Monster Machines: The Sarolea Superbike Is A Lightning-Powered Speed Demon

The Sarolea Superbike Is a Lightning-Powered Speed Demon

It's been half a century since Belgium's famed Sarolea motorcycle brand last put out a bike but they're clearly making up for lost time with the incomprehensibly gorgeous, all-electric-and-carbon-fibre SP7. And to prove they're back in the superbike game, Sarolea is entering this black beauty into next month's electric-only, Isle of Man TT Zero race.

In order to cut weight, or at least counter the heft of the bike's massive battery packs, the entire frame is forged out of carbon fibre. All told, the bike tips the scales at 200kg. However that bulk is quickly forgotten once you grab a handful of throttle. With 180 HP, 400Nm of torque generated by the liquid-cooled "axial flux" motor that can do 0-100 in just 2.8 seconds, the SP7 is more than powerful enough to pull your molars clean out of their sockets, taking off from the line until it hits its 250km/h top speed.

The Sarolea Superbike Is a Lightning-Powered Speed Demon

Axial flux motors operate slightly differently than a conventional electric motor. Rather than have the flux (the flow of the electric field) move radially outward through the air gap between the rotor and the stator (the moving and stationary halves of an electric motor), the flux in an axial motor flows in parallel, along the axle of the motor. These motors can therefore employ much lighter and thinner rotors (known as "pancake rotors") than conventional motors. This not only cuts weight, but pancake rotors are also ideally suited for the constant and rapid fire speed changes required in world-class superbike racing.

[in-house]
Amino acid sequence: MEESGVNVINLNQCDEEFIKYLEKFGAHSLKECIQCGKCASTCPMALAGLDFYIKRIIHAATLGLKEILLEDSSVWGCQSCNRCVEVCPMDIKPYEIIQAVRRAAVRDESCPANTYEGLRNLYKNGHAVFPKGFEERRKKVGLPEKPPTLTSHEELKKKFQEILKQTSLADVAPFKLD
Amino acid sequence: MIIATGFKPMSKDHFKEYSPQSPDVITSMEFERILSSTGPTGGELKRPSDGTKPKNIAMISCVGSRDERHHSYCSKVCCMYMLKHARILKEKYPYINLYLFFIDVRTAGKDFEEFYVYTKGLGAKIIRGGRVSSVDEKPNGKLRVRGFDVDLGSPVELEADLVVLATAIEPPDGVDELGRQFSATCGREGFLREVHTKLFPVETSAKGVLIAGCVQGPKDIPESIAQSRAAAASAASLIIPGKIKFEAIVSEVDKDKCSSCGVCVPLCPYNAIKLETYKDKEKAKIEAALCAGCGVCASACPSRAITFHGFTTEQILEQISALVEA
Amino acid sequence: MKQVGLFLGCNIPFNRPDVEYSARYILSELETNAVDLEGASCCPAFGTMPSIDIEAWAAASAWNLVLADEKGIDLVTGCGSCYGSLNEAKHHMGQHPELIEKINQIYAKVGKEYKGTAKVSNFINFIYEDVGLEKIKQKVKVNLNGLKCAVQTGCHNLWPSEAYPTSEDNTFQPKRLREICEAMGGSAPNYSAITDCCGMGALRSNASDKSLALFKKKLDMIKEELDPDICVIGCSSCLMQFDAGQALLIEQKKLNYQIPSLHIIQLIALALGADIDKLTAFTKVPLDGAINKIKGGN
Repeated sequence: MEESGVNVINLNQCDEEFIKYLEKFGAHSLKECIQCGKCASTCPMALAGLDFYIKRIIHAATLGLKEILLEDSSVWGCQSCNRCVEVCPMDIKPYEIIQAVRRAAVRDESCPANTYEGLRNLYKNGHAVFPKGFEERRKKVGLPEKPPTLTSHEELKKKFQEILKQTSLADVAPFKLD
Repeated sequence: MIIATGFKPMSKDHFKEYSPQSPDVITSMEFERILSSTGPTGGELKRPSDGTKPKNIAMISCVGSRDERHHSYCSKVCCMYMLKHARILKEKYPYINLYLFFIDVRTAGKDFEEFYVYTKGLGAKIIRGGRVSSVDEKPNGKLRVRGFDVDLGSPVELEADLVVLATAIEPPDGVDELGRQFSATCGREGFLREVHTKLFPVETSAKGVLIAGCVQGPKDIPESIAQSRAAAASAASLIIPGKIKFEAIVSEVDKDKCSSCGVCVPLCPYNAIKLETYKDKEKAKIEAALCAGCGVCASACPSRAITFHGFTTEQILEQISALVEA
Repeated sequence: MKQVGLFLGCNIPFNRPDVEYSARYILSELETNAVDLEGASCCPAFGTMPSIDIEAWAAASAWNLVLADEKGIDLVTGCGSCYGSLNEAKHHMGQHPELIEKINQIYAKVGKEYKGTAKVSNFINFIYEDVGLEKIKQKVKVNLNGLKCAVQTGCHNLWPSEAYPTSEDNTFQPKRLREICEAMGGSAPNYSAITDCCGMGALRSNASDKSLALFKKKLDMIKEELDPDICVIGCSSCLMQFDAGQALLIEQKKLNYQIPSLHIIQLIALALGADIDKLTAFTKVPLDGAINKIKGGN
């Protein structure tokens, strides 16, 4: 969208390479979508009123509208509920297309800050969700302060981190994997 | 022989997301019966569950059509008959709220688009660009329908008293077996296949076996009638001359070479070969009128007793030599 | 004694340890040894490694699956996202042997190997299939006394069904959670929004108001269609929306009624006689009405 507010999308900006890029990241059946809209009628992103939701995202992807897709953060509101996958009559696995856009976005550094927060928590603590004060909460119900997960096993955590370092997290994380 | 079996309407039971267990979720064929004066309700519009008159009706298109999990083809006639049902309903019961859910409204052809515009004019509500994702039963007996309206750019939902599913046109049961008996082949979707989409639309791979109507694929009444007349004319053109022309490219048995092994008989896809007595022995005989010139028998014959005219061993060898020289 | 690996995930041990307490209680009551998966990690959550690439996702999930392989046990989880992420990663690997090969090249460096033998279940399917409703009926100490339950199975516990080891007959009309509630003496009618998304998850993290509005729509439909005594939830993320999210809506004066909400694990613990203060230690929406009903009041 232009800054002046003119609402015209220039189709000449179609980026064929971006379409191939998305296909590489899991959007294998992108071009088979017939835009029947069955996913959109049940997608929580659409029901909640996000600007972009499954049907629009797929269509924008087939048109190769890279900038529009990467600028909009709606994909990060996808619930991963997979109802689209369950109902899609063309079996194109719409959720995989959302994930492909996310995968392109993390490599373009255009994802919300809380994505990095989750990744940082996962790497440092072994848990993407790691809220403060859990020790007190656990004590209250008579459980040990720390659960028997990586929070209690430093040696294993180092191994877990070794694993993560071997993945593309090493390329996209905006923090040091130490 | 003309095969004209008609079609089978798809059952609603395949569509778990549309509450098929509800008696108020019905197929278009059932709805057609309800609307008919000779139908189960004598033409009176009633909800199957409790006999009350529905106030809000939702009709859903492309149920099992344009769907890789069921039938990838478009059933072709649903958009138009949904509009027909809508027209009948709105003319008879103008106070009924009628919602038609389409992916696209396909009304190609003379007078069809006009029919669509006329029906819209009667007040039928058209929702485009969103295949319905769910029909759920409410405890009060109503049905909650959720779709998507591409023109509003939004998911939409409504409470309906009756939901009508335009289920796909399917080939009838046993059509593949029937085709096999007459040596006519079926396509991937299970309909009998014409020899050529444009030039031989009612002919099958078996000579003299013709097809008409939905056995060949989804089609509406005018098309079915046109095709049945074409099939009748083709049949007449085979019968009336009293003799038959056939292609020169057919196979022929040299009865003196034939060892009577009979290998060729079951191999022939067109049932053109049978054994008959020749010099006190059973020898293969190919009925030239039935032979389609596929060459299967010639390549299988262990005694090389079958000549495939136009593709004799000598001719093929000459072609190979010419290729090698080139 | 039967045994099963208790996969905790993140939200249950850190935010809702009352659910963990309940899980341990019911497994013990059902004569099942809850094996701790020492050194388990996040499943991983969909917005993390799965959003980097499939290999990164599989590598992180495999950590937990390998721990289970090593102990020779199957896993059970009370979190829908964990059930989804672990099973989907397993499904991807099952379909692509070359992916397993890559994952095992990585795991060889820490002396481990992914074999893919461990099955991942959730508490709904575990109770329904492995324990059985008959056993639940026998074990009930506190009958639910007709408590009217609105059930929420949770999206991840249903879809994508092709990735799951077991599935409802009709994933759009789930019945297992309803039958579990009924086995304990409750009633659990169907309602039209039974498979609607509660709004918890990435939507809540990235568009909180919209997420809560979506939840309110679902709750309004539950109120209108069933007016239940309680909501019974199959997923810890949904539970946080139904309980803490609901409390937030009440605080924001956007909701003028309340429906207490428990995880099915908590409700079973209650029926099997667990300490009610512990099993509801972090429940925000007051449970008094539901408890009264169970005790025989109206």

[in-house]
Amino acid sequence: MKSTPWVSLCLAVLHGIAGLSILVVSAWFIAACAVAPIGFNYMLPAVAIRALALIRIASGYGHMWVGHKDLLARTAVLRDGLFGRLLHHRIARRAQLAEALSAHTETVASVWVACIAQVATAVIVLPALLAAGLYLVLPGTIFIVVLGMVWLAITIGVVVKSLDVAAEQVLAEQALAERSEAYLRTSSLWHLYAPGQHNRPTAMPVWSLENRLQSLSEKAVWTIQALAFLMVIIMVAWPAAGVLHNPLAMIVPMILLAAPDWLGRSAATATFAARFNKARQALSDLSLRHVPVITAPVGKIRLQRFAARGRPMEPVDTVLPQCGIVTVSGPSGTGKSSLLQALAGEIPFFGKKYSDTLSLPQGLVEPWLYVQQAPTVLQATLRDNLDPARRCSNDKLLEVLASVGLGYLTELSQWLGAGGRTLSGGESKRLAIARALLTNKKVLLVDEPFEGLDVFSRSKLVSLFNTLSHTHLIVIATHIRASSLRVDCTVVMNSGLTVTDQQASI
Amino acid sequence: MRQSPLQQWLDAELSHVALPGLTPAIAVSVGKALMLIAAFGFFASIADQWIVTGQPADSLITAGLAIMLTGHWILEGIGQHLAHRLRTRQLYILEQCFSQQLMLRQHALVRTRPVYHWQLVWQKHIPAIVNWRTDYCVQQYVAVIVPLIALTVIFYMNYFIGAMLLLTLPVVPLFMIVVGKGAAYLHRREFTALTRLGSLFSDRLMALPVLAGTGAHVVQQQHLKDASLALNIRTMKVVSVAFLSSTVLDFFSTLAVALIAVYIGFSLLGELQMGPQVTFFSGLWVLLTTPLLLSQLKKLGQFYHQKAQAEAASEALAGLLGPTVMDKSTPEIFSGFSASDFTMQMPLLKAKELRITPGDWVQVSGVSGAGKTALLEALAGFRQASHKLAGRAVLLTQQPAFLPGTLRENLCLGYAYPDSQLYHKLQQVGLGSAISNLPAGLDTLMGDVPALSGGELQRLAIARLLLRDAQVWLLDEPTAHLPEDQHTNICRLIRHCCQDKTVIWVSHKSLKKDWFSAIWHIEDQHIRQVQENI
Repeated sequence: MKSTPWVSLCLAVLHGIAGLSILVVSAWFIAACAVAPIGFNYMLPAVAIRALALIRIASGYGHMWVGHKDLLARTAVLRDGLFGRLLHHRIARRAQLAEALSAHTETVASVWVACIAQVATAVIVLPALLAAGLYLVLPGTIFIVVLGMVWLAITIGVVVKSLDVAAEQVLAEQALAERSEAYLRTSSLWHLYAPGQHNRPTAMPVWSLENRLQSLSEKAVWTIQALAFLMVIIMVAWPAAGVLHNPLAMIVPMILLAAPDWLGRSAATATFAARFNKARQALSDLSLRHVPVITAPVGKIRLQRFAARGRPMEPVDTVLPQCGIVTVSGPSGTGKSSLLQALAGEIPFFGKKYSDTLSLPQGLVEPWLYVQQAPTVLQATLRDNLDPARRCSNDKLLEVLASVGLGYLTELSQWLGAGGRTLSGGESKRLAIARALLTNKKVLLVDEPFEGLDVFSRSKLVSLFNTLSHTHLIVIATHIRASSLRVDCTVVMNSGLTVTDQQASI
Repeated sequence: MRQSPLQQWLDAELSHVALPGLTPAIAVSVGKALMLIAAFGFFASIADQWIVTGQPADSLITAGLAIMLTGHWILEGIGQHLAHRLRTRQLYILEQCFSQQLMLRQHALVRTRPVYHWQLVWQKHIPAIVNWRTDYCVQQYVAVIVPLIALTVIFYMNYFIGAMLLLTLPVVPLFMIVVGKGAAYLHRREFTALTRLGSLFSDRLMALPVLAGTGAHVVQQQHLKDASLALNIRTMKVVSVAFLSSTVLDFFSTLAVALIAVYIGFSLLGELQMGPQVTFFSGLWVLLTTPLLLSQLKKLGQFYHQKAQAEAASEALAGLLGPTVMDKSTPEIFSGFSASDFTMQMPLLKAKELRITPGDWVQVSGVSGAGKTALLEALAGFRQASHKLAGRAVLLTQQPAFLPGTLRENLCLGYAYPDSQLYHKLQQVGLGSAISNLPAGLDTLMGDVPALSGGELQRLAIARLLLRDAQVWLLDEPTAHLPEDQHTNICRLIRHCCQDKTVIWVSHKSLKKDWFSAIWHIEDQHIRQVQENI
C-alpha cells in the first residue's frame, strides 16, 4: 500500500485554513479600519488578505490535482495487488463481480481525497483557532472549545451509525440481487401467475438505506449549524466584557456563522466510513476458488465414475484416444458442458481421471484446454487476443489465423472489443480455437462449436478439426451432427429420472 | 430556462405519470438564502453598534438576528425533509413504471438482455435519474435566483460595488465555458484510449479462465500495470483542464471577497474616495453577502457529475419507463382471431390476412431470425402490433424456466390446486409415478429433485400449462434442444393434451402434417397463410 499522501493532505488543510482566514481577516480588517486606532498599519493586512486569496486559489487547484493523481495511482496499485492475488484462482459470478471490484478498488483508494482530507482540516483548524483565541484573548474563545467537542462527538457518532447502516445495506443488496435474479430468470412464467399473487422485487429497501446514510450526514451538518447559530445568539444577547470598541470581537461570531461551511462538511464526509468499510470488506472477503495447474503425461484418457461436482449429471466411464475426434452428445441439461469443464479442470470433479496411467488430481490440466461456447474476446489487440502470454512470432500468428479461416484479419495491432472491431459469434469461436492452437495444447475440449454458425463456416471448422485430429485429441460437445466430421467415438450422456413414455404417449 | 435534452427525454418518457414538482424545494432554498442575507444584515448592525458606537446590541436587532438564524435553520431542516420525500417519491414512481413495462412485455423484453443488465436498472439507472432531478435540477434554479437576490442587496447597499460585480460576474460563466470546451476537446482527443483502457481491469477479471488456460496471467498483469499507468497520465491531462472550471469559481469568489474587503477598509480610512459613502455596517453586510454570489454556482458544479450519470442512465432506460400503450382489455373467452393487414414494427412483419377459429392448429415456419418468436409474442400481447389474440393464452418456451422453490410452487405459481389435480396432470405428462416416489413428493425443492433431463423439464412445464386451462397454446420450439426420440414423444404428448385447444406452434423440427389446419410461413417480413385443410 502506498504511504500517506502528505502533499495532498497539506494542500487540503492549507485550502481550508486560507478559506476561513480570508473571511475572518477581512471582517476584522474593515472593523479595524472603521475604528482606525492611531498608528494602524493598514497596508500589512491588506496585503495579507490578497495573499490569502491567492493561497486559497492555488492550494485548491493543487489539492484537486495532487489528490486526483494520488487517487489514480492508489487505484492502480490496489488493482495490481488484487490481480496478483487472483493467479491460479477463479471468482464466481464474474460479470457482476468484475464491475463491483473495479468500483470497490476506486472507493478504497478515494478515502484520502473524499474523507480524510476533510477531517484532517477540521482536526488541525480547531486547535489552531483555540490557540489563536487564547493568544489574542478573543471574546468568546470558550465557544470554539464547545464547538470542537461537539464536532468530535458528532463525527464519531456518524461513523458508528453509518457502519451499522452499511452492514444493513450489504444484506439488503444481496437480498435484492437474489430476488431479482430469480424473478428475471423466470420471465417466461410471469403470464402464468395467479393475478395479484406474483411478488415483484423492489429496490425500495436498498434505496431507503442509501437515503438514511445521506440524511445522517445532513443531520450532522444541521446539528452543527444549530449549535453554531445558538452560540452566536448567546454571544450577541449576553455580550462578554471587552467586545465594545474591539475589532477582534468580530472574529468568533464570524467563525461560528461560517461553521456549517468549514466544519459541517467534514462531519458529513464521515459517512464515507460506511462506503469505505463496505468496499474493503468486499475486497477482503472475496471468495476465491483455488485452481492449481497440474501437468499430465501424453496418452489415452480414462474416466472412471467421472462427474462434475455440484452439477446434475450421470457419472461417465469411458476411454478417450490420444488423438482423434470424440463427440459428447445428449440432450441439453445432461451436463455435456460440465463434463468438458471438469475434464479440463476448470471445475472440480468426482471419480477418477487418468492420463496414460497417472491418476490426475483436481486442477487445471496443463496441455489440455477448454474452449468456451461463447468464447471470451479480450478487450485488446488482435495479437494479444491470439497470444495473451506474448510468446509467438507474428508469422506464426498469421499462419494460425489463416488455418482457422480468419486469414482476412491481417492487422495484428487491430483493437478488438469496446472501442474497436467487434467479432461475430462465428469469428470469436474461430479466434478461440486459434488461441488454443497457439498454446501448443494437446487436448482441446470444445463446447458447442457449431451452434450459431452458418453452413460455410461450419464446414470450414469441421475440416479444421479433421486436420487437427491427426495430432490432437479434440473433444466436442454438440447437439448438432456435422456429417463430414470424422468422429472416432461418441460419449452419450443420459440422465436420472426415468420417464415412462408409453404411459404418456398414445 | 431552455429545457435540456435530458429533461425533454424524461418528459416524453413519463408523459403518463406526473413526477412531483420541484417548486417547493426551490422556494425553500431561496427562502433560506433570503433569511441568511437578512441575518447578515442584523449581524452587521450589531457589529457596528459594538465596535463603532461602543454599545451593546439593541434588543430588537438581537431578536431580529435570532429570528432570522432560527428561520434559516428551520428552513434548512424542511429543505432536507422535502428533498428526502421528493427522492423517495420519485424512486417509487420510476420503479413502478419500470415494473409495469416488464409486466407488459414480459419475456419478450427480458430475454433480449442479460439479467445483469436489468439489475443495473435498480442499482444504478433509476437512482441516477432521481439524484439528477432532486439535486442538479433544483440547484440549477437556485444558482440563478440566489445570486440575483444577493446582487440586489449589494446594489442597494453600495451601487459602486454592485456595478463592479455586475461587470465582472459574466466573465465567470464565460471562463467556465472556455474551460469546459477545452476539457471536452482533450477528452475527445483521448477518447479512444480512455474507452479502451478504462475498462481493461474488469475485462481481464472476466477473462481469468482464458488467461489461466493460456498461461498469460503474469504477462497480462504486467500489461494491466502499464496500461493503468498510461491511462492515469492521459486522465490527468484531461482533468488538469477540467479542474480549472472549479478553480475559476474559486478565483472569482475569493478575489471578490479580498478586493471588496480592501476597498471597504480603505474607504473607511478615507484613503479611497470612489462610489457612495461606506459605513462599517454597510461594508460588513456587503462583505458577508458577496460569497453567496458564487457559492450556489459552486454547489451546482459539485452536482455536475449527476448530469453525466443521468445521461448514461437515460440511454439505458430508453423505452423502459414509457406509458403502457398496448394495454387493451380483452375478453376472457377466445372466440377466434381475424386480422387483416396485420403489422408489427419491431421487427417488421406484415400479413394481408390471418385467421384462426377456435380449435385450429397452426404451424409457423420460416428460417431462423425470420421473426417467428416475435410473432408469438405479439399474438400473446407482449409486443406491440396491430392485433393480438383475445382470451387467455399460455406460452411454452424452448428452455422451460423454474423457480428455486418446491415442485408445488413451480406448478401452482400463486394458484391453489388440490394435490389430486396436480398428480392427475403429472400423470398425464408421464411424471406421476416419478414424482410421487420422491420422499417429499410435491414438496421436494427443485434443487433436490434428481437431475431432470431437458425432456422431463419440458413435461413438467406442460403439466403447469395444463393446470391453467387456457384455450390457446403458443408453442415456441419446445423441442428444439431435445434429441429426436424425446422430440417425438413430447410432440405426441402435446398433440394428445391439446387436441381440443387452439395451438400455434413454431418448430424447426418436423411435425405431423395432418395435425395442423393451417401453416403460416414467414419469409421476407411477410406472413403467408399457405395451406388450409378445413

Later this year, Sarolea will face off against stiff competition from other all-electric race teams — such as Mugen/Honda — across the TT Zero's treacherous 37-mile mountain course.

[Sarolea via Cleantechnica - Digital Trends - Infolytica]

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